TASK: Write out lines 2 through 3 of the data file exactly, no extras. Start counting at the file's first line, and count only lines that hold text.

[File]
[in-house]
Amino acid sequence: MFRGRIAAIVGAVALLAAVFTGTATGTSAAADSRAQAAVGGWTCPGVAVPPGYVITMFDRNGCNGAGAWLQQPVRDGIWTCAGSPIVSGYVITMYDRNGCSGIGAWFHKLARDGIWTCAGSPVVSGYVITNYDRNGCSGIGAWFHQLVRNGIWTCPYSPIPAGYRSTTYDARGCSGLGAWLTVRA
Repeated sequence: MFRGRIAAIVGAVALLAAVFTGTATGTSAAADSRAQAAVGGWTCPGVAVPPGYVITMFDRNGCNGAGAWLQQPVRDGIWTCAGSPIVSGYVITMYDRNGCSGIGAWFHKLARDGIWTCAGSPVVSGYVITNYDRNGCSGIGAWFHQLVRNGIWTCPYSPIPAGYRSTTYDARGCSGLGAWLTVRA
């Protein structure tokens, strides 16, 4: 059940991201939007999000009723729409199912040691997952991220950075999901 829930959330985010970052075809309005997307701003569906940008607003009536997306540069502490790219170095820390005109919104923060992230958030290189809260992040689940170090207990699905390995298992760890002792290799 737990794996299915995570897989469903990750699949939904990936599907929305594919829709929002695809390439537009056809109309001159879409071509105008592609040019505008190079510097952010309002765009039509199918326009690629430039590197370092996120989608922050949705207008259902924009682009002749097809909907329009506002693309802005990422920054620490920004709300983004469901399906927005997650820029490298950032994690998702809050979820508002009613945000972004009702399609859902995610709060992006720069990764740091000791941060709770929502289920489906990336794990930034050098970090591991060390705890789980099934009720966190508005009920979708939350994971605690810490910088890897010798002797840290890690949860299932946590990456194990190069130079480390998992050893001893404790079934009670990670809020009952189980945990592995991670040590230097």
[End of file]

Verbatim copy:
Amino acid sequence: MFRGRIAAIVGAVALLAAVFTGTATGTSAAADSRAQAAVGGWTCPGVAVPPGYVITMFDRNGCNGAGAWLQQPVRDGIWTCAGSPIVSGYVITMYDRNGCSGIGAWFHKLARDGIWTCAGSPVVSGYVITNYDRNGCSGIGAWFHQLVRNGIWTCPYSPIPAGYRSTTYDARGCSGLGAWLTVRA
Repeated sequence: MFRGRIAAIVGAVALLAAVFTGTATGTSAAADSRAQAAVGGWTCPGVAVPPGYVITMFDRNGCNGAGAWLQQPVRDGIWTCAGSPIVSGYVITMYDRNGCSGIGAWFHKLARDGIWTCAGSPVVSGYVITNYDRNGCSGIGAWFHQLVRNGIWTCPYSPIPAGYRSTTYDARGCSGLGAWLTVRA